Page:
McGaughey's Top 15 counties in Percent of Independence Party Votes
Table B
County
McGaughey's % of IP vote
Big City in County
IP % of total vote
Region
Koochiching
50.75%
International Falls
3.4%
north
Aitkin
49.49%
Aitkin
5.6%
north central
Houston
43.52%
Caledonia
9.4%
south east
Morrison
41.18%
Little Falls
6.0%
central north
Crow Wing
38.37%
Brainerd
4.1%
central north
Mille Lacs
38.21%
Milaca
4.5%
east central
Kannabec
38.03%
Mora
5.9%
west central
Chisago
37.50%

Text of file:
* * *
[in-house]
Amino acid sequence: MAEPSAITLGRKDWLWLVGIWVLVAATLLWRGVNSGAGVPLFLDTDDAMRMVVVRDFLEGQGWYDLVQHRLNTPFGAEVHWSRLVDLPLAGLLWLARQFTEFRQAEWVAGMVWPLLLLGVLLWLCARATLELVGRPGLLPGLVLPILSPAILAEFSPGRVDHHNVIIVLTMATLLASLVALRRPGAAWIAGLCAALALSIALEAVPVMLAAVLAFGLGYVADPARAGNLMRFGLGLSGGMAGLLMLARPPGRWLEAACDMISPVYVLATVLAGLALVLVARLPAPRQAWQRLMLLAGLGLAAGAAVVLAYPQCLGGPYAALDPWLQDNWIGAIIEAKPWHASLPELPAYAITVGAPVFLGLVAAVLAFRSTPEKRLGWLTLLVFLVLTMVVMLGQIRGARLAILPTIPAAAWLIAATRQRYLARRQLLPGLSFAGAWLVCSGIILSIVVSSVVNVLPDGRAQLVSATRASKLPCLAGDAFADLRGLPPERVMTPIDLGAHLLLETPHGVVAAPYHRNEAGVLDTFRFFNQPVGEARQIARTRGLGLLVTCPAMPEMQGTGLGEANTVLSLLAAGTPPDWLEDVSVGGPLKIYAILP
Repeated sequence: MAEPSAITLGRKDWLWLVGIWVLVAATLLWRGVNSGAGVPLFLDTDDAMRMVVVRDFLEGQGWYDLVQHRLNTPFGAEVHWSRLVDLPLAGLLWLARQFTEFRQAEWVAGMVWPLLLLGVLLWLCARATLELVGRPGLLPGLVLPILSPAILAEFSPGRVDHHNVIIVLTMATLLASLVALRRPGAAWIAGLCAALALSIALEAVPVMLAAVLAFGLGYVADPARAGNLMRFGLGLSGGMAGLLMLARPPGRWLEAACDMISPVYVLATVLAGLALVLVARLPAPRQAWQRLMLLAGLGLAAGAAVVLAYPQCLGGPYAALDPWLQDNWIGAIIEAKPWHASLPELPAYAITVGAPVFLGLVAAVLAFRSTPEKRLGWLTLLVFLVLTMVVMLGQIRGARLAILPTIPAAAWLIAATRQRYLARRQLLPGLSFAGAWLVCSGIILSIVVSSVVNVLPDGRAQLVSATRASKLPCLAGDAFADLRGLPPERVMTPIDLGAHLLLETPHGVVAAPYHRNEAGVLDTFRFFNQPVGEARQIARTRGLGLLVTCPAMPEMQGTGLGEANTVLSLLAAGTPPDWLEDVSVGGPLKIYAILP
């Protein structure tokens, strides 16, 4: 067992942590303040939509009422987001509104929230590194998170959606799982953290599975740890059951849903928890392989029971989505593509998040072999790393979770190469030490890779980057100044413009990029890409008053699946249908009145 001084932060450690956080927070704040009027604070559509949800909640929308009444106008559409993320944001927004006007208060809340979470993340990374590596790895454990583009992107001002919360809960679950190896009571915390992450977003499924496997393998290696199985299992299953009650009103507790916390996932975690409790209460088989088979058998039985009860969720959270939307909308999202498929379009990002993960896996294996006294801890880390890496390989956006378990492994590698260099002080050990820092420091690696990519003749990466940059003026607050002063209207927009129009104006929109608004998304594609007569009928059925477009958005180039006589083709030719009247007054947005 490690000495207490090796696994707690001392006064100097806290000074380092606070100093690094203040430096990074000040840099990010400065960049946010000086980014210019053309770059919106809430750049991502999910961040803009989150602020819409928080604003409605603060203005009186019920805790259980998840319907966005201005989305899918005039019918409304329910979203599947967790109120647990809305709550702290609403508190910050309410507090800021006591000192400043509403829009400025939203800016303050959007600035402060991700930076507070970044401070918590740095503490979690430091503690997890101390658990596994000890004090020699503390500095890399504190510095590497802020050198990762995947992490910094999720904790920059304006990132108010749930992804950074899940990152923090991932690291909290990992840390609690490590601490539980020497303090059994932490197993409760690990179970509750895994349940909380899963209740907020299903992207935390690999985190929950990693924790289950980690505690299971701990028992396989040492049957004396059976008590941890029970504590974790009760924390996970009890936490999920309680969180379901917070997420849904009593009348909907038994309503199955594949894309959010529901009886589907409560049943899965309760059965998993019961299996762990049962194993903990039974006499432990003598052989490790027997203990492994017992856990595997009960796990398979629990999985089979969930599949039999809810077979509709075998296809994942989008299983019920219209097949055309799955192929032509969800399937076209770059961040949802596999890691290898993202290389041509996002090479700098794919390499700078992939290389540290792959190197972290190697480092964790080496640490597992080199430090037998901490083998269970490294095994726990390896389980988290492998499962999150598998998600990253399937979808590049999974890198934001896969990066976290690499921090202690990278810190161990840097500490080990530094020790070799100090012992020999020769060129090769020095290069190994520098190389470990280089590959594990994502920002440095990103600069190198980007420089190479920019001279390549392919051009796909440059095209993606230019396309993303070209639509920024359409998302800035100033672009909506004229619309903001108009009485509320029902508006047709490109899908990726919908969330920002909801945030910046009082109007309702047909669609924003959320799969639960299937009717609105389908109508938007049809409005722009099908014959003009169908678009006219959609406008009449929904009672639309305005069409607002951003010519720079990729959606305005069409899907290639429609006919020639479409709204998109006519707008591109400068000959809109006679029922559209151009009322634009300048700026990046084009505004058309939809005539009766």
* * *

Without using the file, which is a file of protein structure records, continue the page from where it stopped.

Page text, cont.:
Center City
4.0%
north exurban
Itasca
36.33%
Grand Rapids
3.8%
north central
Fillmore
36.15%
Preston
14.1%
south east
Wadena
34.62%
Wadena
3.8%
central north
Mower
34.40%
Austin
12.7%
south
Benton
34.21%
Foley
5.8%
east central
Ottertail
34.07%
Fergus Falls
3.3%
west central
Stearns
33.89%
St. Cloud
5.4%
central north